Within the United States and more specifically the state of  Texas, high student dropout rates and its  overall effect have been reported in the IES, National Center for Education Statistics report(2010) and Christian Science Monitor   (2010).   As an example, the Intercultural Development Research Association report of October 2010, suggested that between the years of 1985-2010, three million students in Texashad not passed high school and overall one third of our nation’s youth had not gone beyond a high school education. It can be summarized that low education and high dropout rates increase cyclical poverty, criminal activity and incarceration.  The School Library Journal (2008),  had stated that   dropouts are three times more likely to be arrested and eight times more likely to be incarcerated. Nationally, 68% of all prison inmates did not have a high school diploma or general education diploma. In Gary Scharrer’s article for Houston and Texas News titled  “ Poverty, dropout rates bode grim future for the state”,   increased  welfare, incarceration, dependence on Medcaid, food stamps and state sponsored health insurance are inevitable as the effects of low education result in low or non  employability (2010).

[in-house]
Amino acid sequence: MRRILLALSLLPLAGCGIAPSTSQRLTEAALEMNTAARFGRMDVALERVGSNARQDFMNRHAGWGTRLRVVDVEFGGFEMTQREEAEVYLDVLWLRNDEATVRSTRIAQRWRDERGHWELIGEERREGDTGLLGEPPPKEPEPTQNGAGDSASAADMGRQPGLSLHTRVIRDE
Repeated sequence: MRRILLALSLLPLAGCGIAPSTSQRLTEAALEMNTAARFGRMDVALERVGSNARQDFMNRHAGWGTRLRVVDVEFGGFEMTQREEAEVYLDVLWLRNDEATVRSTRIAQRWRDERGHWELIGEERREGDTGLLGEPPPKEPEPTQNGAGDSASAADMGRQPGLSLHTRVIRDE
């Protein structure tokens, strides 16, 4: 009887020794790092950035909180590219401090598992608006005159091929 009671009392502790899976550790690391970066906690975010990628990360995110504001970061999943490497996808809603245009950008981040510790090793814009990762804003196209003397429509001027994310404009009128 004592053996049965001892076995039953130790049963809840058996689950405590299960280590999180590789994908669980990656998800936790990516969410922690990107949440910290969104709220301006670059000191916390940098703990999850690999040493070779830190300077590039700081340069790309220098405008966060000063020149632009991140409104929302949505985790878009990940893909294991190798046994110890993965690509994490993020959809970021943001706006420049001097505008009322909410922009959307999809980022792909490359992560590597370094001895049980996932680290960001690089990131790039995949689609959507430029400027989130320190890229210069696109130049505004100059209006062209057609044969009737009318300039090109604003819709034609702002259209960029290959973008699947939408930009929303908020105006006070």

Conversely, some homeschooled student populations and high achievers compete with grades and enjoy the enrichment informal education programs have to offer.  The theory that traditional teaching and learning methods fragment knowledge can further be researched at www.ncrel.org/sdrs/areas/issues/educators, and suggested  that students learn with emphasized understanding, authentic and in depth projects, enthusiasm and focus increase. Either way, students from various origins have experienced  benefits from informal, after school aviation and aeronautic  enrichment programs. Many wish to rise above the norm and achieve greater or different goals and informal aviation education programs  increased, improved, and implemented knowledge and applicability.      This brings us to the theories of William Glasser, (1959) as referenced by Marzano(2003,  p.57),  who has stated that behavior demonstrated for  students and  coupled with  expectations for   replication  served as examples and  foundations, transference  of knowledge and applicability of new behavior.   As implemented by dynamic, modern, after school, informal aviation enrichment programs, more specifically for this study: Civil Air Patrol Aerospace Education Member programs, Experimental Aircraft Association’s (EAA)Young Eagles program, and   Hi- Tek Learning Systems youth at risk work force development program; in which students were engaged in positive environments with  STEM applicability and  immediate positive and measurable outcomes. To elaborate, High –Tek Learning Systems acted as a drop out recovery and aviation work force training program in 2000 and 2001 (Hallberg, 2010).  The author served as a participant observer and instruction specialist tasked with acting as the aviation community liaison. Hi- Tek Learning Systems in conjunction with, RCI and the Upper Rio Grande WorkForce Development Commission and with cooperation of local aviation participants; Bob Kern of Skydive El Paso, Dick Azar of Blue Feather Aviation, Charles Bella of  Bear Helicopter, Phil Barrett of West Texas Airport, and numerous other state, federal and private aviation entities; at risk youth were given the opportunity to participate in an intense, aviation based life skills and workforce development program.  Life skills, ground school and field based experiences were conducted.  While much of the operation was confidential, a pre assessment, baseline Texas Assessment of Basic Education (TABE) measure was recorded. All cadet participants were guaranteed an increase in math and reading scores ( focusing though not limited to scientific empirical data), a minimum of one to three grade levels within an eight to ten week time frame. Given, all parties followed the format and maintained program integrity, and due to  intense, hands on, field based experiences, as evidenced and inferred by Vygotskian theories of  Zone of Proximal Development (ZPD), and under the tutelage of the aforementioned aviators and entities, all criteria were met. All cadets completed the program and raised their scores in math and reading one to three grade levels with in the predicted time frame.    To bring these ideas and projects into focus let us expand and elaborate on pedagogical theorists, their contributions to the field and theoretical applications as they applied to  implemented informal aviation and enrichment programs.